NASA Spots Pac-Man-Shaped Thermal Pattern on Saturn Moon


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Scientists working on NASA's Cassini mission have spotted a second feature shaped like Pac-Man on one of Saturn's Moon. The pattern appears in thermal data from the moon Tethys, taken using Cassini's composite infrared spectrometer. A similar thermal pattern was spotted on Saturn's moon Mimas back in 2010.

"Finding a second Pac-Man in the Saturn system tells us that the processes creating these Pac-Men are more widespread than previously thought," said Carly Howett, lead author of a paper about the phenomenon that was recently published in the journal Icarus. "The Saturn system - and even the Jupiter system - could turn out to be a veritable arcade of these characters."

The current hypothesis about the Pac-Men holds that high energy electrons bombard low latitudes on the sides of Mimas and Tethys that face the sun as they orbit Saturn. These electrons turn those sections of the surface into hard-packed ice, causing them to resist heating or cooling more than the rest of the surface. Also, since Tethys is bombarded by icy particles from Enceladus, the thermal pattern suggests to researchers that the surface alteration is occurring more quickly than the particles can re-coat the object's surface. The Pac-Man pattern can actually be seen subtly in visible-light images of Tethys' surface, appearing as a dark lens-shaped region.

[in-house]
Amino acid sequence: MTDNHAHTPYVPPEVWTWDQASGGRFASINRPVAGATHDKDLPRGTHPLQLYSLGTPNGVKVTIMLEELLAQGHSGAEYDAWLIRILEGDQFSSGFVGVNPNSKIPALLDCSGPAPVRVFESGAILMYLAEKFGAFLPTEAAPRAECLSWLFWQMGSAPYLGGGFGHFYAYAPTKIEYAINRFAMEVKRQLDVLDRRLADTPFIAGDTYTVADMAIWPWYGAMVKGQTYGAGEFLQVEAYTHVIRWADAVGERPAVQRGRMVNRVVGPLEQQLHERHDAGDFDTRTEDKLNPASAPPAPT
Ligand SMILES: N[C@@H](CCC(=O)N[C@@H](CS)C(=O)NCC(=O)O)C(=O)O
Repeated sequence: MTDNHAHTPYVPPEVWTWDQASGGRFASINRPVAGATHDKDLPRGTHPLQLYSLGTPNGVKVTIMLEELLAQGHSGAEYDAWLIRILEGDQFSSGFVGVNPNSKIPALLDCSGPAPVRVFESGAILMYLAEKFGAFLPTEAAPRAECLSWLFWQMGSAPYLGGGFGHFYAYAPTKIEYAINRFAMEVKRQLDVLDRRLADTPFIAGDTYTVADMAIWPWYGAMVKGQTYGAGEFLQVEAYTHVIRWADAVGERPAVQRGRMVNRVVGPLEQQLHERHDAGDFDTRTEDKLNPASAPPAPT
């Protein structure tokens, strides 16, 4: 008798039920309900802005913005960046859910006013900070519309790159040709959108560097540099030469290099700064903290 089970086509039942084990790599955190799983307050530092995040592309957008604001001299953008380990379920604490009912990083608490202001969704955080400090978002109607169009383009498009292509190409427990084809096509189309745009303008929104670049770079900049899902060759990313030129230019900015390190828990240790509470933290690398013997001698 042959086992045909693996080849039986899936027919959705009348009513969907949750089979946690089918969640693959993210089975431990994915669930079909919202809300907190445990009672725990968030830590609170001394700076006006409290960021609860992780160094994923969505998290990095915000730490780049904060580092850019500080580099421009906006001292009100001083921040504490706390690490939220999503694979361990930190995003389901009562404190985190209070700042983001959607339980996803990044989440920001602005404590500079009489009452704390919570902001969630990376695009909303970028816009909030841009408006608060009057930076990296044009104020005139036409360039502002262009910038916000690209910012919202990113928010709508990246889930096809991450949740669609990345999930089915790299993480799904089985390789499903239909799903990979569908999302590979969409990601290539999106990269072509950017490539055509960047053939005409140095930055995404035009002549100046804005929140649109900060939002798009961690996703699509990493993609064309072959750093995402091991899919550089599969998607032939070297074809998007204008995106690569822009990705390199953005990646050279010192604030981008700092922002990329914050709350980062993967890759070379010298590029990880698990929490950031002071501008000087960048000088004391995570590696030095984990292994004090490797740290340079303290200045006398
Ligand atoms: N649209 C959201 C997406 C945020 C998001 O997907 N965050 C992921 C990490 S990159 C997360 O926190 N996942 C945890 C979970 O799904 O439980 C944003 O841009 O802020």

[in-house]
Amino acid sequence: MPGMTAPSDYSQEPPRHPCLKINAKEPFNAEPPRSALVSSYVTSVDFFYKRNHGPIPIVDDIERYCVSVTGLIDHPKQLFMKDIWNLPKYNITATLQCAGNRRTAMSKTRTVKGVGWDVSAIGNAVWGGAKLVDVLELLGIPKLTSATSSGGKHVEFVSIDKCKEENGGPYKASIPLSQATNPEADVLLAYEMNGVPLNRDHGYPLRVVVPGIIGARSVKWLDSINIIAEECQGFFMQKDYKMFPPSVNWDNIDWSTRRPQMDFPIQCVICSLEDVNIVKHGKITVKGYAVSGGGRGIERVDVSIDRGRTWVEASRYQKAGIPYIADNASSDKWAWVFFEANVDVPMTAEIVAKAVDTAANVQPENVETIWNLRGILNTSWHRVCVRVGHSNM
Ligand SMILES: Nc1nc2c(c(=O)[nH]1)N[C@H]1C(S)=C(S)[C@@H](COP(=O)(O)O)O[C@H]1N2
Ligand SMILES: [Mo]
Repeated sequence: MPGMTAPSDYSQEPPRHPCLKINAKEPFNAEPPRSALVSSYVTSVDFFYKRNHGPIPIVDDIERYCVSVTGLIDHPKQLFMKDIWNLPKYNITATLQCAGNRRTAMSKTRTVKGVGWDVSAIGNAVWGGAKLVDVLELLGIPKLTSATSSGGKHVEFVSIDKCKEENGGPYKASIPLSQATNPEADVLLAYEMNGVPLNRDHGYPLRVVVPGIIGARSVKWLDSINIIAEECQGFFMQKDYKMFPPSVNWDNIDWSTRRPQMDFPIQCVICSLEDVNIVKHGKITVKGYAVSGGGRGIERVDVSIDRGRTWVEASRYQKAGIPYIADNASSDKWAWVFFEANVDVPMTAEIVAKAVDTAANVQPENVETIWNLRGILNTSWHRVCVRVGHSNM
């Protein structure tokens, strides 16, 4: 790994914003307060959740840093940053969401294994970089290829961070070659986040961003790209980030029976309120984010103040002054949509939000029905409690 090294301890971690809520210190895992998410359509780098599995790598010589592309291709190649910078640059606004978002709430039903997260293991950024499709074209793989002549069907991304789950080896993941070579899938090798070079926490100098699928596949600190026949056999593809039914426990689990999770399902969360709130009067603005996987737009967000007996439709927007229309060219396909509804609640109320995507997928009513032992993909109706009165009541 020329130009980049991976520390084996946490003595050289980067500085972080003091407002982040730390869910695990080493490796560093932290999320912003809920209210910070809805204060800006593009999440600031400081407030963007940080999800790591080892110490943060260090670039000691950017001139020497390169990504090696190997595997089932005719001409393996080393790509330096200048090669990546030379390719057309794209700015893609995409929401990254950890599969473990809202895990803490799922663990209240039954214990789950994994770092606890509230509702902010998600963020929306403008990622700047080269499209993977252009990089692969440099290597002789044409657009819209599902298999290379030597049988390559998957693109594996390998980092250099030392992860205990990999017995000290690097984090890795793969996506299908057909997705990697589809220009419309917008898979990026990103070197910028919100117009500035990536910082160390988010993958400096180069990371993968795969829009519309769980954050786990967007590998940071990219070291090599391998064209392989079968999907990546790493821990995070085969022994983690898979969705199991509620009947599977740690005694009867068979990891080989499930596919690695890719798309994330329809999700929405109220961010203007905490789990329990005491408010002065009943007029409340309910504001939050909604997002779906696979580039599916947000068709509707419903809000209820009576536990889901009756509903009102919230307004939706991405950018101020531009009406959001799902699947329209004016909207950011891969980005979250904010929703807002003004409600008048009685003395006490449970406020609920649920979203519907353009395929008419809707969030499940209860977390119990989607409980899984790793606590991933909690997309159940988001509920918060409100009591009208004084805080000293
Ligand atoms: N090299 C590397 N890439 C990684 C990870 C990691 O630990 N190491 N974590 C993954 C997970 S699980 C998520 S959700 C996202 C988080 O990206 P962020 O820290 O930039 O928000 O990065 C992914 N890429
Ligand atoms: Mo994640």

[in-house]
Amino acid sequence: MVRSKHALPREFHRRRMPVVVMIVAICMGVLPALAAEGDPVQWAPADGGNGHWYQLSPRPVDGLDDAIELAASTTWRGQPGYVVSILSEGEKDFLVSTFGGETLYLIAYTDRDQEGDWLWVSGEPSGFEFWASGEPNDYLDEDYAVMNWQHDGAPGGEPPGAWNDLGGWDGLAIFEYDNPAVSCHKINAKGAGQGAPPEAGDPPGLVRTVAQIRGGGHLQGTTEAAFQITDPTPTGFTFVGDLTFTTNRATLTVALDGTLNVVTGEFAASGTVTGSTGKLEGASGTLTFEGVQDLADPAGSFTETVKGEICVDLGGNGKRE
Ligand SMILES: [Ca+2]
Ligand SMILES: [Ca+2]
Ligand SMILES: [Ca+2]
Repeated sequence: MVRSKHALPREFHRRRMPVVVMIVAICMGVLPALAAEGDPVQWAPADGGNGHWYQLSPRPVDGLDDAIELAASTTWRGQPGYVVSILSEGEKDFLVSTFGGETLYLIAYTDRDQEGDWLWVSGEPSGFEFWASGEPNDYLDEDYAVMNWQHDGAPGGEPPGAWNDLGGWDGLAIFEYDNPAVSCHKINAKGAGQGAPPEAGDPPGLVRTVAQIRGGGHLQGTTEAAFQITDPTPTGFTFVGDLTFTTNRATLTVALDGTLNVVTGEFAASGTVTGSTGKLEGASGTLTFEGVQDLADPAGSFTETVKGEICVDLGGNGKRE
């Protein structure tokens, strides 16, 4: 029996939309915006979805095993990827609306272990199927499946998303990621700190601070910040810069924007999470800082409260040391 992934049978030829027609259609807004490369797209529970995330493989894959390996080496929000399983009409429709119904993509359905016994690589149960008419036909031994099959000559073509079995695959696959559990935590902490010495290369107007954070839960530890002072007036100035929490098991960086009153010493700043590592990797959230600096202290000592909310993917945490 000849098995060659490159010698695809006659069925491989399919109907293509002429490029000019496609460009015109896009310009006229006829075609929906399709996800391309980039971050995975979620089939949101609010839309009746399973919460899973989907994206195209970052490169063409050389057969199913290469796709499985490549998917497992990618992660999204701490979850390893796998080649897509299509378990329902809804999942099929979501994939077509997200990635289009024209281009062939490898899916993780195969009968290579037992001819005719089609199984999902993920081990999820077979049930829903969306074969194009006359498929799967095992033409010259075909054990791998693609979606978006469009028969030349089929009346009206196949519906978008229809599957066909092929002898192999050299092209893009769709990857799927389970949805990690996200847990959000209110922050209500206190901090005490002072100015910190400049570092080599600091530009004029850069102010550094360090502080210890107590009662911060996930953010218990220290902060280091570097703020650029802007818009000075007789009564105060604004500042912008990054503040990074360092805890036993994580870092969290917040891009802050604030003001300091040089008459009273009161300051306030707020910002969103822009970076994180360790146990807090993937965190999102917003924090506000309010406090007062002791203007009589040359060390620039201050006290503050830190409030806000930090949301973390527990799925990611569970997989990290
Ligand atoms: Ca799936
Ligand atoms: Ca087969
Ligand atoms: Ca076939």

"Studies at infrared wavelengths give us a tremendous amount of information about the processes that shape planets and moons," said Mike Flasar, the Cassini spectrometer's principal investigator at NASA's Goddard Space Flight Center. "A result like this underscores just how powerful these observations are."

When the Cassini data was taken, the daytime temperatures inside the "mouth" of the Pac-Man pattern were 29 degrees Fahrenheit cooler than their surroundings. The warmest temperature recorded on Tethys was -300 degrees Fahrenheit.

"Finding a new Pac-Man demonstrates the diversity of processes at work in the Saturn system," said Linda Spilker, Cassini project scientist at NASA's Jet Propulsion Laboratory. "Future Cassini observations may reveal other new phenomena that will surprise us and help us better understand the evolution of moons in the Saturn system and beyond."

(Image courtesy NASA/JPL-Caltech/GSFC/SWRI)